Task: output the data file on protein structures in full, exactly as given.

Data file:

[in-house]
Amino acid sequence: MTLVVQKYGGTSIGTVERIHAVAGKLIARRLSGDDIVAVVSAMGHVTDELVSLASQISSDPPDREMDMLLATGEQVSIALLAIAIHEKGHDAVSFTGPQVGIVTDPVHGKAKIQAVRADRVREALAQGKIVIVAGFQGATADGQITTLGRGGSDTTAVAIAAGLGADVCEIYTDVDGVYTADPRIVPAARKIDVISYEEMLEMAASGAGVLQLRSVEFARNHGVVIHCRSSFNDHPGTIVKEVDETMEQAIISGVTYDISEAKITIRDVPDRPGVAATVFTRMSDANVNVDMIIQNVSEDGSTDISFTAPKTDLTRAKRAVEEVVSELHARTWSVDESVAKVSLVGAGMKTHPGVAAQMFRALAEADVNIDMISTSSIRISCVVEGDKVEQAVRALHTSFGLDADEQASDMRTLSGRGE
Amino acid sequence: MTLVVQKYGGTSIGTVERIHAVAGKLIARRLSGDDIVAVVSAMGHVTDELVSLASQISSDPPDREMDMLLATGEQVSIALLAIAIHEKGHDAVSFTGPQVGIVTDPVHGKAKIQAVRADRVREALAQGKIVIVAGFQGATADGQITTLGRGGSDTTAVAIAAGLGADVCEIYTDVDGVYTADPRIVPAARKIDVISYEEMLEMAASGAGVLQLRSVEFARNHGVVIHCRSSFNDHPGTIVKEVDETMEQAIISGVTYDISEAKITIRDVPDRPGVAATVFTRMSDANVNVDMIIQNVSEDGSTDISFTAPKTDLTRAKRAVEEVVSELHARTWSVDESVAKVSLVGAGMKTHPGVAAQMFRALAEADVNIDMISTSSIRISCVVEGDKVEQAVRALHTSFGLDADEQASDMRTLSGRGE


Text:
[in-house]
Amino acid sequence: MTLVVQKYGGTSIGTVERIHAVAGKLIARRLSGDDIVAVVSAMGHVTDELVSLASQISSDPPDREMDMLLATGEQVSIALLAIAIHEKGHDAVSFTGPQVGIVTDPVHGKAKIQAVRADRVREALAQGKIVIVAGFQGATADGQITTLGRGGSDTTAVAIAAGLGADVCEIYTDVDGVYTADPRIVPAARKIDVISYEEMLEMAASGAGVLQLRSVEFARNHGVVIHCRSSFNDHPGTIVKEVDETMEQAIISGVTYDISEAKITIRDVPDRPGVAATVFTRMSDANVNVDMIIQNVSEDGSTDISFTAPKTDLTRAKRAVEEVVSELHARTWSVDESVAKVSLVGAGMKTHPGVAAQMFRALAEADVNIDMISTSSIRISCVVEGDKVEQAVRALHTSFGLDADEQASDMRTLSGRGE
Amino acid sequence: MTLVVQKYGGTSIGTVERIHAVAGKLIARRLSGDDIVAVVSAMGHVTDELVSLASQISSDPPDREMDMLLATGEQVSIALLAIAIHEKGHDAVSFTGPQVGIVTDPVHGKAKIQAVRADRVREALAQGKIVIVAGFQGATADGQITTLGRGGSDTTAVAIAAGLGADVCEIYTDVDGVYTADPRIVPAARKIDVISYEEMLEMAASGAGVLQLRSVEFARNHGVVIHCRSSFNDHPGTIVKEVDETMEQAIISGVTYDISEAKITIRDVPDRPGVAATVFTRMSDANVNVDMIIQNVSEDGSTDISFTAPKTDLTRAKRAVEEVVSELHARTWSVDESVAKVSLVGAGMKTHPGVAAQMFRALAEADVNIDMISTSSIRISCVVEGDKVEQAVRALHTSFGLDADEQASDMRTLSGRGE